Step 6. Now in the ‘get_Result’ function, accumulate all the prime numbers on the left side of the ‘input’ vector using an iteration, and then accumulate all the non-prime numbers on the right side of the ‘input’ vector using an iteration.

Step 7. Print the modified ‘input’ vector.

Implementation in C++

``````#include <bits/stdc++.h>
using namespace std;

// Function to generate prime numbers using Sieve Of Atkin
void get_primes(vector<int> &primes)
{
int x = primes.size();

// Calculate all the prime numbers using following conditions
for (int i = 1; i * i < x; i++)
{
for (int j = 1; j * j < x; j++)
{
int temp = (4 *i *i) + (j *j);
if (temp <= x && (temp % 12 == 1 || temp % 12 == 5))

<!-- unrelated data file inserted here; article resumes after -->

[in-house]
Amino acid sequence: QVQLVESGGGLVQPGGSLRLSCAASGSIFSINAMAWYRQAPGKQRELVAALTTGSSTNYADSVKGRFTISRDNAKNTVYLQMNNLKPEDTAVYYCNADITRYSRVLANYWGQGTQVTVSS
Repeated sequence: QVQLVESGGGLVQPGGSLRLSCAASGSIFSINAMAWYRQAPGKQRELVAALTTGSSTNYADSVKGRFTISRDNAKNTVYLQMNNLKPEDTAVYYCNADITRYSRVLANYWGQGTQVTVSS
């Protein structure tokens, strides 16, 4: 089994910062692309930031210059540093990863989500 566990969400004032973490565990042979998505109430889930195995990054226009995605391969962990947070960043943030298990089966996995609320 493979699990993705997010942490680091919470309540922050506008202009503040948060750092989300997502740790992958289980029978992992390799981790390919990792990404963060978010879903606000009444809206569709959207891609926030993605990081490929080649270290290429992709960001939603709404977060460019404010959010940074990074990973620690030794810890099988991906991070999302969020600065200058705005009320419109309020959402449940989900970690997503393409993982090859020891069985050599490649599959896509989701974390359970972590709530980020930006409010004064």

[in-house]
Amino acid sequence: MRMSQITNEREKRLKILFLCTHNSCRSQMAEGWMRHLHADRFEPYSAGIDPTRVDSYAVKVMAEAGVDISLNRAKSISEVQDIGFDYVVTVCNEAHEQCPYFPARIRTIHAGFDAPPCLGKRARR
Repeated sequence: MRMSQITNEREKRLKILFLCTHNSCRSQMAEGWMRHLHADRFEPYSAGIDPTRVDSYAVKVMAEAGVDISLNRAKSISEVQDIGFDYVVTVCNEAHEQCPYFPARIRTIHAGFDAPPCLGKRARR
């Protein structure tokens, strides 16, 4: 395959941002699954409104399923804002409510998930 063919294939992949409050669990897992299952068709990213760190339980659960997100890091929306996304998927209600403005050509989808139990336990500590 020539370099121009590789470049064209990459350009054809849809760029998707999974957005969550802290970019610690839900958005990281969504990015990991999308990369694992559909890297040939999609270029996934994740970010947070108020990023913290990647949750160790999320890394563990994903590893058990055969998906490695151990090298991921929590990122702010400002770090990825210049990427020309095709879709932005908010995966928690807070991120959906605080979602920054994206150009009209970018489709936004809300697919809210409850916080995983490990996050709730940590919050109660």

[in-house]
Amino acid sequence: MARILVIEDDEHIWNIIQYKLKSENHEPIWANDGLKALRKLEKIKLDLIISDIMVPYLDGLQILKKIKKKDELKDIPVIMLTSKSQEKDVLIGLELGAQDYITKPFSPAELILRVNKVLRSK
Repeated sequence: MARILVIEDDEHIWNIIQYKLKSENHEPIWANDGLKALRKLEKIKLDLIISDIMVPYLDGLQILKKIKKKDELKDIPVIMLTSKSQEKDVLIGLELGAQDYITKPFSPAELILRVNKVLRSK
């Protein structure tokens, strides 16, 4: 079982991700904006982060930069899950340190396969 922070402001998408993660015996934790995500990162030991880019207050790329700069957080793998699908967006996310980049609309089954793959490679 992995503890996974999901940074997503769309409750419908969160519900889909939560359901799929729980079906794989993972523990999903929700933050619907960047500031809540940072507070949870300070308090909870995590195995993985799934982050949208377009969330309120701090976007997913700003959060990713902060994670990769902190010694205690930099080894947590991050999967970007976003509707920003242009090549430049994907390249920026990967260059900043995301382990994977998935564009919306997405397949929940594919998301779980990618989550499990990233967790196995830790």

{
primes[temp] ^= 1;
}
temp = (3 *i *i) + (j *j);
if (temp <= x && temp % 12 == 7)
{
primes[temp] ^= 1;
}
temp = (3 *i *i) - (j *j);
if (i > j && temp <= x && temp % 12 == 11)
{
primes[temp] ^= 1;
}
}
}

// 1 is neither prime nor composite
primes[1] = 0;

// 2 and 3 both are prime numbers
primes[2] = 1;
primes[3] = 1;

// All multiples of squares are non-prime
for (int i = 5; i * i < x; i++)
{
if (primes[i] == 1)
{
for (int j = i * i; j < x; j += i *i)
{
primes[j] = 0;
}
}
}
return;
}

// Function to accumulate all primes and non-prime numbers on left and right side of the 'input' vector respectively
void get_Result(vector<int> &input, int n)
{
// Generate all primes
vector<int> primes(1000005, 0);
get_primes(primes);

// Vector to store all the prime numbers
vector<int> main_primes;

// Vector to store all the non-prime numbers
vector<int> main_non_primes;

// Store all the prime and non-prime elements from 'input' vector separately